Each state in the country has bragging rights to iconic buildings, many often highlighting its past and present.

From the colonial homesteads of New England to the frontier towns of the West, America’s buildings trace the country’s history, regional differences, and the endurwwing influence of the people who made the continent their home long before the arrival of the Europeans.

New York City’s skyscrapers celebrated the drive of its commercial heart. The mansions along the Atlantic seaboard; in Newport, Rhode Island; and Miami drew inspiration from French chateaus. Museums gathered art collections unique to America and became attractions themselves. Other museums in the Midwest honored the region’s pioneering settlers and the farms they created.

A house in Alaska is a reminder that Russia was once a colonial power in North America, while a pueblo in the Southwest remains a living community. A high school in Little Rock, Arkansas, recalls the determined group of Black teenagers willing to put their safety at risk to integrate the building and get an education alongside their white contemporaries.

Stacker compiled this list of iconic buildings from historical and government records and news articles. Some are grand—a statehouse modeled on a Roman temple and a skyscraper reminiscent of the Washington Monument. Others are modest, like a tiny church in the woods, or deserted, like a hotel in a ghost town emptied when the gold rush ended.

You’ll find people’s homes, national monuments, corporate headquarters, theaters and museums, and government centers in the mix. Some of the buildings are in cities; others in the country. Some represent the levers of power; others, ordinary people. Some serve as memorials, while others are whimsical.

Take a look through the list and find the building that salutes your state.

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Alabama: Ivy Green

Ivy Green, the childhood home of Helen Keller, is on 640 acres in Tuscumbia, Alabama. The main house, a white clapboard, was built by her grandparents in 1820. Nearby there is a birthplace cottage, which is where Keller later lived with her teacher Anne Sullivan. Between the two buildings is the well where Keller, who was deaf and blind, made her breakthrough in communicating with Sullivan.

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Alaska: Russian Bishop’s House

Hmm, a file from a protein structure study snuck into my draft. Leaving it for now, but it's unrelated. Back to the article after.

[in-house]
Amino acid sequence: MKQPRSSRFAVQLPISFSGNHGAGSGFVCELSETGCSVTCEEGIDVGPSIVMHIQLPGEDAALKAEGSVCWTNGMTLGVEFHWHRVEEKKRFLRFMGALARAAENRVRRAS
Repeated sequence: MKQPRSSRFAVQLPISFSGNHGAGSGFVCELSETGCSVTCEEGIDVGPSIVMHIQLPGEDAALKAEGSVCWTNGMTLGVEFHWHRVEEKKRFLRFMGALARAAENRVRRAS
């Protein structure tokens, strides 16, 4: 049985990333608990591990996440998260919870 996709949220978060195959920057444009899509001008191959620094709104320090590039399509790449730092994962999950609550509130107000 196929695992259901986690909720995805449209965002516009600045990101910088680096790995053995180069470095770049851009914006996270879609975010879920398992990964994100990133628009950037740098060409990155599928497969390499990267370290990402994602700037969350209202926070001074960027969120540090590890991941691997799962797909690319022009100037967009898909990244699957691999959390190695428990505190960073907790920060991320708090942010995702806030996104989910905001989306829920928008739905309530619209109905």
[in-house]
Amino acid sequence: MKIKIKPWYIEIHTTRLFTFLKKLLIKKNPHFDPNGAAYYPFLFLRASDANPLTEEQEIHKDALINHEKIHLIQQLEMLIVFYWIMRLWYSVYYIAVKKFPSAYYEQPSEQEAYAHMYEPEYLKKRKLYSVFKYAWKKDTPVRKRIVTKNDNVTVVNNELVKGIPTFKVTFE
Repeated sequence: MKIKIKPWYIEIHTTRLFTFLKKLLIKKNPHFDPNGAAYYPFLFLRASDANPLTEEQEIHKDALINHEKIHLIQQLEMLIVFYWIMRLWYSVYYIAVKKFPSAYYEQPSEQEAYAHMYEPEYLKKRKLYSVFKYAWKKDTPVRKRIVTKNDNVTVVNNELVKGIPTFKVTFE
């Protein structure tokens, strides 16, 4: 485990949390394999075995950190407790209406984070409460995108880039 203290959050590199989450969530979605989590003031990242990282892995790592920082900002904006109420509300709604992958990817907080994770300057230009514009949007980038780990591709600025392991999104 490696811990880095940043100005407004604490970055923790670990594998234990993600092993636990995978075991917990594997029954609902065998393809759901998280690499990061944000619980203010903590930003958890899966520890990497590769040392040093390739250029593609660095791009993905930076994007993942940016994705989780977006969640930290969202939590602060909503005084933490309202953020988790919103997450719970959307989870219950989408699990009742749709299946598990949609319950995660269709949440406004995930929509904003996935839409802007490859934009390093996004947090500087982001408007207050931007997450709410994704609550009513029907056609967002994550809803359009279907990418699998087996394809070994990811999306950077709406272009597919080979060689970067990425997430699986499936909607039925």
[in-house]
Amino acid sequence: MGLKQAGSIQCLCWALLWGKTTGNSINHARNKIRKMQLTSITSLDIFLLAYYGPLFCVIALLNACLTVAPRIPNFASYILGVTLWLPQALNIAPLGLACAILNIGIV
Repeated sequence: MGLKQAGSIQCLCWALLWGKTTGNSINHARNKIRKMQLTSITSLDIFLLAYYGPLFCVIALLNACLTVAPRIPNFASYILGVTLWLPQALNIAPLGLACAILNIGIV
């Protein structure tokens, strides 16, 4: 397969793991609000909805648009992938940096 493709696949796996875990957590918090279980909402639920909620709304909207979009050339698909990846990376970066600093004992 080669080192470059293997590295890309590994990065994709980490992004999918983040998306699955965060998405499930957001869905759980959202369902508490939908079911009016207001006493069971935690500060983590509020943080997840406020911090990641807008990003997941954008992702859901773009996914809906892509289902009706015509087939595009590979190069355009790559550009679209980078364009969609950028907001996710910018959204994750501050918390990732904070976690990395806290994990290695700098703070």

The Russian Bishop’s House in Sitka, Alaska, is a rare example of Russian colonial architecture in North America. Dating to 1842, toward the end of Russia’s colonization of the Pacific Coast, it was the center of a diocese of the Russian Orthodox Church. The National Park Service took over the house in 1973 and restored it.

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Arizona: Arizona Biltmore

The Arizona Biltmore, which opened in 1929 in Phoenix, was designed by Albert Chase McArthur, a student of Frank Lloyd Wright, who for a short time collaborated on the project. The hotel incorporates the “Biltmore Block” made of various types of stones, such as limestone and granite, and inspired by either palm tree trunks or musical notes. Its Catalina Pool is reported to have been a favorite of Marilyn Monroe.

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Arkansas: Little Rock Central High School

Nine Black students desegregated the high school in 1957 after the Supreme Court ruled that segregated schools were illegal. The Little Rock Nine, as they became known, had to be escorted by local police (and later, federal troops) after they were initially prevented entry by an angry mob and the state’s National Guard. Photographs of the students arriving at the high school under heavy guard were seen around the country in Life magazine. This is the country’s only high school in operation that has been designated a National Historic Site.

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California: The Getty Center

Designed by architect Richard Meier, the Getty Center looks over Los Angeles and the Pacific Ocean from the Santa Monica Mountains. Its 1.2 million square feet of beige-colored travertine stone came from Italy and its central garden changes with the seasons. The center, opened in 1997, houses the permanent collection of the J. Paul Getty Museum, including European paintings, illuminated manuscripts, sculpture, and American and international photography.

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Colorado: The Brown Palace Hotel

The Brown Palace Hotel, opened in 1892 in Denver, features 26 stone-carved medallions on its exterior that show Colorado’s animals. Commissioned by Henry Cordes Brown, a real estate developer, and designed by architect Frank E. Edbrooke, it was built of red granite from Colorado and sandstone from Arizona in the Italian Renaissance style. Inside, there is onyx from Mexico and intricate iron grillwork. It was the second fireproof building in the country.

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Connecticut: The Glass House

Constructed in 1949 by architect Philip Johnson, overlooking a pond in New Canaan, Connecticut, the Glass House lives up to its name: exterior walls of glass and no interior walls. It brought the international style and its use of steel, glass, and concrete to American houses. Today, it is owned by the National Trust for Historic Preservation and is part of a 49-acre campus with 13 other structures.

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Delaware: Nemours Mansion